In Abuja International Hotels Limited v Meridien SAS the High Court confirmed the high threshold that must be overcome before the court will consider a challenge under Section 67 (on substantive jurisdiction) or Section 68 (on serious irregularity) of the Arbitration Act 1996. In the process, the court confirmed the principle that the law governing the arbitration agreement follows the law of the place of arbitration.
Abuja, the claimant, was a hotel owner. It challenged an International Chamber of Commerce arbitral award that had been made in London in favour of the defendant, Meridien. The tribunal had upheld Meridien's claims that Abuja was in breach of a Nigerian law hotel management agreement in respect of the Nicon Luxury Hotel (formerly Le Meridien Abuja). From about 2007, Abuja unilaterally assumed management of the hotel. The tribunal ordered Abuja to pay Meridien around $7.2 million, plus interest and costs.
The hotel management agreement contained a clause which stated that in the event of the parties' failure to resolve a dispute amicably, "arbitration proceedings shall take place in London before the International Chamber of Commerce". The terms of reference signed by both parties and the tribunal confirmed that the "curial law" was English law.
Abuja had challenged the validity of the arbitration agreement in the arbitration, to no avail. It now challenged the award under Sections 67 and 68 of the act.
Abuja challenged the substantive jurisdiction of the tribunal under Section 67, on the grounds that the arbitration agreement was:
- unconstitutional, illegal and invalid under Nigerian law;
- contrary to public interest, having been agreed with constraint; and
- invalid on the basis of force majeure and privatisation.
The court rejected the challenge. It found that Nigerian law was irrelevant to the issues to be decided under Section 67. Although the hotel management agreement provided that the governing law was Nigerian law, the arbitration clause stated that the seat of the arbitration was London. The court relied on previous decisions to confirm that the law governing the arbitration agreement follows the law of the seat, and thus it was English law in this case. The parties had confirmed that understanding in the terms of reference. There were no grounds under English law to suggest that the arbitration agreement was invalid or unenforceable, and Abuja did not contend otherwise. Abuja's argument that the arbitration agreement was contrary to Nigerian public policy was irrelevant, as was its claim that force majeure in respect of the hotel management agreement would impair the validity of the arbitration agreement.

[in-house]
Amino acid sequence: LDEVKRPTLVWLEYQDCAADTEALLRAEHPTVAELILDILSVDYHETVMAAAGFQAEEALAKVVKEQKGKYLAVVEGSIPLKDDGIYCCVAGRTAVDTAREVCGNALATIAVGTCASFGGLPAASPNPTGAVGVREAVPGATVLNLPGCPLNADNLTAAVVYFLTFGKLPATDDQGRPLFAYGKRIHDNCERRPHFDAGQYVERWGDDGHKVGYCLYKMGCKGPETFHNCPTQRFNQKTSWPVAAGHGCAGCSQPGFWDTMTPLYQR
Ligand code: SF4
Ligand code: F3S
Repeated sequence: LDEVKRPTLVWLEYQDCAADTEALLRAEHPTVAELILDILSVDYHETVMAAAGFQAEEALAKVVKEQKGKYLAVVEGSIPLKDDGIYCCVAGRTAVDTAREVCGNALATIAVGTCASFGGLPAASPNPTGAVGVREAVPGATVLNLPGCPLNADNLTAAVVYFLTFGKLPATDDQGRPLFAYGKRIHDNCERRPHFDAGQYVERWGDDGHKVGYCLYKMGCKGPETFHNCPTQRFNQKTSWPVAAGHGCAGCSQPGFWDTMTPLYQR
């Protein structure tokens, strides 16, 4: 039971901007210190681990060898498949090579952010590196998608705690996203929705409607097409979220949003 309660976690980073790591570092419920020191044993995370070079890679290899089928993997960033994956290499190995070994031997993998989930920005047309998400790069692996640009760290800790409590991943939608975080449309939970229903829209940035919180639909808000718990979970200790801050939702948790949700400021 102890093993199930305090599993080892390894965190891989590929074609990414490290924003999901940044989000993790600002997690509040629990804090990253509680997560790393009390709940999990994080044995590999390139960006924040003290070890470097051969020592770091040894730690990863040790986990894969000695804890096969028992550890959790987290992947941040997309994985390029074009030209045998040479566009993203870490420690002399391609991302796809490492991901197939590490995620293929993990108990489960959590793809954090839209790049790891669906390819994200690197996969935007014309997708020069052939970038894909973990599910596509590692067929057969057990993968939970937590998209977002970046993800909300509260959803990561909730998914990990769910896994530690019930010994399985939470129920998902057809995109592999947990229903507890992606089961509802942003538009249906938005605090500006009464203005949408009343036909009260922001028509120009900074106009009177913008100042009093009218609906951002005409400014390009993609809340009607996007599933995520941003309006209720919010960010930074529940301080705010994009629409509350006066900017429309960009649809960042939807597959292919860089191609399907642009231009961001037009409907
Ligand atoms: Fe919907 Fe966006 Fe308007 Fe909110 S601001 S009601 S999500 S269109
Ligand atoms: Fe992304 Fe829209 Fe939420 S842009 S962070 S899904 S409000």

The court also rejected Abuja's challenge that the tribunal's conduct amounted to serious irregularity under Section 68. Abuja submitted that the tribunal's decision was contrary to the evidence and that no reasonable tribunal could have reached it. However, Abuja did not demonstrate that the tribunal had exceeded its powers - many of Abuja's arguments were simply criticisms of the tribunal's decisions. Accordingly, Abuja's various arguments that the basis for the tribunal's calculation of damages, including damages for future losses, amounted to an excess of power or irregularity were irrelevant. Having set out the necessary legal criteria, the judge concluded that Abuja had failed to establish "any irregularity" within Section 68, still less a "serious" irregularity which had caused or would cause "substantial injustice".
The judge's decision reinforces the supportive approach of the English courts to arbitration in two respects.
First, it underpins the presumption that the law governing the arbitration agreement is the law of the place of arbitration. If there is no indication to the contrary, the tribunal's jurisdiction in an arbitration taking place in London is to be governed by English law, rather than the law governing the underlying contract (if that is different). Likewise, English law applies to any challenge under Section 67.
Second, the judge stressed the high threshold for a challenge under Section 68, summarising the key legal considerations for determining whether that threshold has been met. This summary will be a useful description of the principles that must be applied in subsequent challenges to arbitral awards in the English courts.
For further information on this topic please contact Robert Lambert or Jo Delaney at Clifford Chance LLP by telephone (+44 20 7006 1000), fax (+44 20 7006 5555) or email ([email protected] or [email protected]).